We started out with a lot of different prints, but I’m distilling them down. It's also hard to find enough reclaimed plain white fabric to print on! That naturally evolves the designs. I’ve recently found more textured fabric that I’m excited to use. Materials have to have that little something special for me. I want to work with shapes more too – there's the voluminous look people love, but I also want to do more of the strappy, sculptural designs.

When your core DNA interpolates deadstock materials, unique and small productions, is scale the biggest challenge? Or the expectation of purpose?

Elise: When you're a small brand, you feel both that responsibility and expectation for you to start out committing to sustainability. I think that’s a good thing. But we're also doing the least environmental exploitation. The bigger, high-end brands aren't met with those same demands. They can hide behind the old ways.

I see that as a challenge and sensibility to live by. There's so much material out there, but we just haven't figured out how to make it as accessible. There are so many young designers who want to establish a structure that allows for big scale post consumer upcycling, but for now brands have to make their own little ecosystem. I think it’s great in ways – lots of innovation comes from those worlds, but if we industrialised it, it could be a different story. It's the only way to go, I think. And I want to do it right from the start.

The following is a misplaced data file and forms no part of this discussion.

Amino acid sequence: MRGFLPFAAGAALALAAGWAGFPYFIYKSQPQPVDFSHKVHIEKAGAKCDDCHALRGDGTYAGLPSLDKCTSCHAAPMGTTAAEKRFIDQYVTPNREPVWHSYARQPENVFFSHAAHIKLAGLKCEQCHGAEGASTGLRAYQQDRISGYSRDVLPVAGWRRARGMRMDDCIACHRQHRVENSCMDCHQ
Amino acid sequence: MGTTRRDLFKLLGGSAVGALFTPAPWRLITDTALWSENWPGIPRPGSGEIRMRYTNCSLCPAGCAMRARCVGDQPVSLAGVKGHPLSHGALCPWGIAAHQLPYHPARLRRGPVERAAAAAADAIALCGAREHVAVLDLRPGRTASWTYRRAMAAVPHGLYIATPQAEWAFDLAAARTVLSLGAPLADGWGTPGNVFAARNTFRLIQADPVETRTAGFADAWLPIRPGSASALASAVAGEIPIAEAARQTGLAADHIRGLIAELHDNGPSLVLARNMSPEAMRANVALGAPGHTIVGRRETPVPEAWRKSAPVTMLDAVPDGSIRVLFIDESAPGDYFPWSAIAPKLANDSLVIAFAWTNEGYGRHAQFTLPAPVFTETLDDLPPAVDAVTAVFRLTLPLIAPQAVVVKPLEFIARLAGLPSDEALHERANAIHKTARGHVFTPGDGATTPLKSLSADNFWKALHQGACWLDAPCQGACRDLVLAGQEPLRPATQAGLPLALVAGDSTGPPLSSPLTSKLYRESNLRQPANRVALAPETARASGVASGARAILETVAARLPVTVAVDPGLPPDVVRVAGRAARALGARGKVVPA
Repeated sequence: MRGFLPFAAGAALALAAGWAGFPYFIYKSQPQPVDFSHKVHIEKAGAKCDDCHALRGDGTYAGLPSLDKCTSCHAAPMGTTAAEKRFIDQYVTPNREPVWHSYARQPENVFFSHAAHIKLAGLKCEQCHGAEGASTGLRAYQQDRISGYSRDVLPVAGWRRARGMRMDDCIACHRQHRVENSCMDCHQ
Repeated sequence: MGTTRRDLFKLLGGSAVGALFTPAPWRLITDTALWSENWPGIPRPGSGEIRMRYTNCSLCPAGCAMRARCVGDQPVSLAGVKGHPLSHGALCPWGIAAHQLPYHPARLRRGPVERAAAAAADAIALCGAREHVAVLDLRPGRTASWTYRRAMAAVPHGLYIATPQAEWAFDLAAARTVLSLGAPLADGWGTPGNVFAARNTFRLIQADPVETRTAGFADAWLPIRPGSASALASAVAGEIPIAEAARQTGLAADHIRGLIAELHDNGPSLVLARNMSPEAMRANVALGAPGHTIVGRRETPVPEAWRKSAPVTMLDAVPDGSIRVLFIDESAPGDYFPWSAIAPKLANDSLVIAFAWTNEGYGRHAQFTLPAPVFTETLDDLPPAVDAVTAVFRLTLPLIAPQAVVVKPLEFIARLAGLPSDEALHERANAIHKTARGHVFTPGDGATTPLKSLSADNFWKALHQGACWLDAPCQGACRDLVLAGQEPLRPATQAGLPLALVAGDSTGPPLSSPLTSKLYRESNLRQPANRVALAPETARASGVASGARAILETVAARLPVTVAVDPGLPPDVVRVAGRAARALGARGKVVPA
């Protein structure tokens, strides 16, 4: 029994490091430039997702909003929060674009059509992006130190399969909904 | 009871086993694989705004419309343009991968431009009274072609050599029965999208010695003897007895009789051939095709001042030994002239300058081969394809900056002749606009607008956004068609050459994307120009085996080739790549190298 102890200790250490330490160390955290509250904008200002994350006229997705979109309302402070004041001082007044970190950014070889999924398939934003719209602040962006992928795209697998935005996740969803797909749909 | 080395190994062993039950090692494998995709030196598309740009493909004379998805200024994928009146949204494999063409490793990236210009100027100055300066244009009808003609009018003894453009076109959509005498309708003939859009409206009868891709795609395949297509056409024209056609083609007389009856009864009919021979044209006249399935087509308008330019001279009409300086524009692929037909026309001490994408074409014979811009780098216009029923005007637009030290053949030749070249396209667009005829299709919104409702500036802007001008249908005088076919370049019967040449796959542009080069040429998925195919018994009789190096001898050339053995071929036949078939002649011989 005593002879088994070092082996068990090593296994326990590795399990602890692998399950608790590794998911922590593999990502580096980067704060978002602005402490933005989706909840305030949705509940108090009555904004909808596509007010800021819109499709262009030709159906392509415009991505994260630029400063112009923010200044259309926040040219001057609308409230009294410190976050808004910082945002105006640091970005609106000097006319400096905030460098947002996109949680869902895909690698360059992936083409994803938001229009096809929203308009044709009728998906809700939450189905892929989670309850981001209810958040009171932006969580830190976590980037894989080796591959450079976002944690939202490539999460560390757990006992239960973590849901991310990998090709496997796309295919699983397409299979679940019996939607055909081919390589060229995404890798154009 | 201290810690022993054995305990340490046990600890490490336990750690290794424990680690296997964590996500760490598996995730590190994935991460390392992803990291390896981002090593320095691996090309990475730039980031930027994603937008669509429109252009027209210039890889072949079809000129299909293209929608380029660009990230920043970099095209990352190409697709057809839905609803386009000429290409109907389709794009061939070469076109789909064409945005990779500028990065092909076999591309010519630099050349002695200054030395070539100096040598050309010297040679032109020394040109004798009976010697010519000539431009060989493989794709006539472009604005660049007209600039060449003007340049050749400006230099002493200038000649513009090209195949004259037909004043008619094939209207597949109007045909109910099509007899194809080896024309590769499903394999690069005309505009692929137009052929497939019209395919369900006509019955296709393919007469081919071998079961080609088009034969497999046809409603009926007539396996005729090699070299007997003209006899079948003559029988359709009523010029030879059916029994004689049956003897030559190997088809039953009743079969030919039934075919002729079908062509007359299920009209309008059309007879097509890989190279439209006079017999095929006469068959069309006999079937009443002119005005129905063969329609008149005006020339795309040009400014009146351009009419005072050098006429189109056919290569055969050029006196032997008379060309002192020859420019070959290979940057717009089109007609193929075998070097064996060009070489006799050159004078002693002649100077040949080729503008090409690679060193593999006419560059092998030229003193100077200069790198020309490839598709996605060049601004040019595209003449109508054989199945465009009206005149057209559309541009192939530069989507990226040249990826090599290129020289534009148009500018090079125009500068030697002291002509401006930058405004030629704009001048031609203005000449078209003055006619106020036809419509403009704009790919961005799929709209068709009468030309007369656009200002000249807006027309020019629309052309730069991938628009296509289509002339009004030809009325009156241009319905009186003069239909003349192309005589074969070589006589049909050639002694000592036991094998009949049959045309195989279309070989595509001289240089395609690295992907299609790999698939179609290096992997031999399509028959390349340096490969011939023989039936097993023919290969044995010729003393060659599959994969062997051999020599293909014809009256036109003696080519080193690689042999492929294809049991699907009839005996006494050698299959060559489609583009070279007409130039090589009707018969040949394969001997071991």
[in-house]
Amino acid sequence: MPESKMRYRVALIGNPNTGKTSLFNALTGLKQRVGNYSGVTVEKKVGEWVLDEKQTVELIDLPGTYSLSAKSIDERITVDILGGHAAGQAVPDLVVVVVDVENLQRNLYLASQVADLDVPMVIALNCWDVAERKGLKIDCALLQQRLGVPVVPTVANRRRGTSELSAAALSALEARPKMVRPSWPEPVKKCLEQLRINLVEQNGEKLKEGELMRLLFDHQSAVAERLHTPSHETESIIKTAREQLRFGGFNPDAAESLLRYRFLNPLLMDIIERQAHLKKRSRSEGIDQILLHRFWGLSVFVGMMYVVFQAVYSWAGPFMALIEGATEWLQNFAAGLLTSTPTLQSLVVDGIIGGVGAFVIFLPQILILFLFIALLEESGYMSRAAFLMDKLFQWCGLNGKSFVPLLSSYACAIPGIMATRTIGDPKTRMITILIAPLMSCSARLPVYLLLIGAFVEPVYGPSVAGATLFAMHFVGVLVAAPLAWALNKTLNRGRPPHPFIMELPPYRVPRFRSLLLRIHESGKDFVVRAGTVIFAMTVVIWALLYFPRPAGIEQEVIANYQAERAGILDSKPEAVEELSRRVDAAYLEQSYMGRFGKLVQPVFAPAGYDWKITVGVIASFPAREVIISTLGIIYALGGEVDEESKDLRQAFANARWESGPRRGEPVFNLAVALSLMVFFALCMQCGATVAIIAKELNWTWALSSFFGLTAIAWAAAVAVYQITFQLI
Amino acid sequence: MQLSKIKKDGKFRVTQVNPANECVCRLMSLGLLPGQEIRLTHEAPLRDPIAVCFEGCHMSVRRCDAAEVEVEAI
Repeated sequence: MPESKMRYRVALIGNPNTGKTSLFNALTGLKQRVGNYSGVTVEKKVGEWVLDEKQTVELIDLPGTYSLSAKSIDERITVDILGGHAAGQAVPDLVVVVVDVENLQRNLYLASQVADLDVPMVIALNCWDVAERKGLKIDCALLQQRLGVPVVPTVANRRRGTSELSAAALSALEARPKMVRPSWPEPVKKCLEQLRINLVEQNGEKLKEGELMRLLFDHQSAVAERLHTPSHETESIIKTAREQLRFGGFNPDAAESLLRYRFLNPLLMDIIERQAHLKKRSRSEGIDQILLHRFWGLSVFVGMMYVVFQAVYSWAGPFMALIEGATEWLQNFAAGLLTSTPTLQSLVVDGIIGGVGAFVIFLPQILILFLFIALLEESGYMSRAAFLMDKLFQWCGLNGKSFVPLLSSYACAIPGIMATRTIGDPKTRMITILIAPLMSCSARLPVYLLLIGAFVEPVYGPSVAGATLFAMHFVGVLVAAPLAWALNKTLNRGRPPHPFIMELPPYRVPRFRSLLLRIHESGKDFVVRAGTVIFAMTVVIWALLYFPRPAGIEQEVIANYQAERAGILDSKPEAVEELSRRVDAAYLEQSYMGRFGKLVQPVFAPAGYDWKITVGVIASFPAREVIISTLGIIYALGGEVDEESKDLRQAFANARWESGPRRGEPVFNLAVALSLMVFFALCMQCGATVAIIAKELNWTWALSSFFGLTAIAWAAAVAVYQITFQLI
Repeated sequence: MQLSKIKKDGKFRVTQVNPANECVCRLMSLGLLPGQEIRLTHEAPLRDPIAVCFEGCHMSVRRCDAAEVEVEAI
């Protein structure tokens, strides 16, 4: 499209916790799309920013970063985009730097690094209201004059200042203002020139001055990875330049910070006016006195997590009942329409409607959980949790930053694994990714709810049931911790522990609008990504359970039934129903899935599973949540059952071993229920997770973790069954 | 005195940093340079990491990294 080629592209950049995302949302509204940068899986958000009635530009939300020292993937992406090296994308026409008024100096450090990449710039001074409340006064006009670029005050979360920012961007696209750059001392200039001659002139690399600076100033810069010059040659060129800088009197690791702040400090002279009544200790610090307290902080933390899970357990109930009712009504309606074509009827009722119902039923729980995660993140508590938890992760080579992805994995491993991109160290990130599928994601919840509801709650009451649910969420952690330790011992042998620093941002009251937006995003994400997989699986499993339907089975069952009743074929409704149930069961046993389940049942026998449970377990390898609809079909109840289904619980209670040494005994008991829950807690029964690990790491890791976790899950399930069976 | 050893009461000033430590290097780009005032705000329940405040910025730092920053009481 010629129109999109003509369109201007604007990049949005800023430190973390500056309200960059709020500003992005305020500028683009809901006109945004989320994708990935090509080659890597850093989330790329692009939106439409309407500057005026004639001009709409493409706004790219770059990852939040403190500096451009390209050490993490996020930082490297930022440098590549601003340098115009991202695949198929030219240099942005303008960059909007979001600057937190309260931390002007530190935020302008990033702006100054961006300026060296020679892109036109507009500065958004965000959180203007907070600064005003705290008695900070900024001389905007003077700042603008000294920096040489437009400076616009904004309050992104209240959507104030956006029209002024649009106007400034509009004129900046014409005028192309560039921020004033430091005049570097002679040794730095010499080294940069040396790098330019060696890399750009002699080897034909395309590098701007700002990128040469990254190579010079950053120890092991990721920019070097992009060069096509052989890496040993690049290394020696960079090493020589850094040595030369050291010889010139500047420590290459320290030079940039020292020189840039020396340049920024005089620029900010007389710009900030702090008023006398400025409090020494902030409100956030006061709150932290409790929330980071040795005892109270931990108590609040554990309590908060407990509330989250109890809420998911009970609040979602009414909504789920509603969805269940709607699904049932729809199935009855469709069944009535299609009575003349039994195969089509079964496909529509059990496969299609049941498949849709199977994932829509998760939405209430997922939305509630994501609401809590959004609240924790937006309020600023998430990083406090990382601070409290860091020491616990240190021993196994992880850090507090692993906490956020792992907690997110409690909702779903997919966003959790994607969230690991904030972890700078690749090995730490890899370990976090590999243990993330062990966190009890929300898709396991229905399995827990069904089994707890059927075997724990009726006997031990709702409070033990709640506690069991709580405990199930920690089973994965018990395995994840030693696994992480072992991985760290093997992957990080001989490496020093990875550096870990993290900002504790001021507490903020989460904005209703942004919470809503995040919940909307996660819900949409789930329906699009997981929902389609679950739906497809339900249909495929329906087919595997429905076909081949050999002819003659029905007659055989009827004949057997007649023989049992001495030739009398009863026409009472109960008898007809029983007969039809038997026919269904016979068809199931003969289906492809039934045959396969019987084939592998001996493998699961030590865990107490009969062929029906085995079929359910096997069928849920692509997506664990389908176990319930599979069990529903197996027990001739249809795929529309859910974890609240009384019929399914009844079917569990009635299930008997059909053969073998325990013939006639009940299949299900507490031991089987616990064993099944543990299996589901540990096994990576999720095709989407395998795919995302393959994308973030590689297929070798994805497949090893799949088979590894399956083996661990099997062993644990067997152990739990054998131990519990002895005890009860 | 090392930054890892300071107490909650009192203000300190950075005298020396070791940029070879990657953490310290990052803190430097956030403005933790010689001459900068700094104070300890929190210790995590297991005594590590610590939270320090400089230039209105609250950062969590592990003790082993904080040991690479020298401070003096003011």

I find exploring the full potential of materials exciting. In Italy, they really utilise every source material, especially leather, because it's a luxury material. The low waste levels are impressive. I source fabrics from warehouses in London and create hand drawn prints with a printer in South London. It allows me to still do small batches, whereas in Italy, minimums for printing are so high. It's 50/50 London and Italy manufacturing. It's more work, but ultimately more control.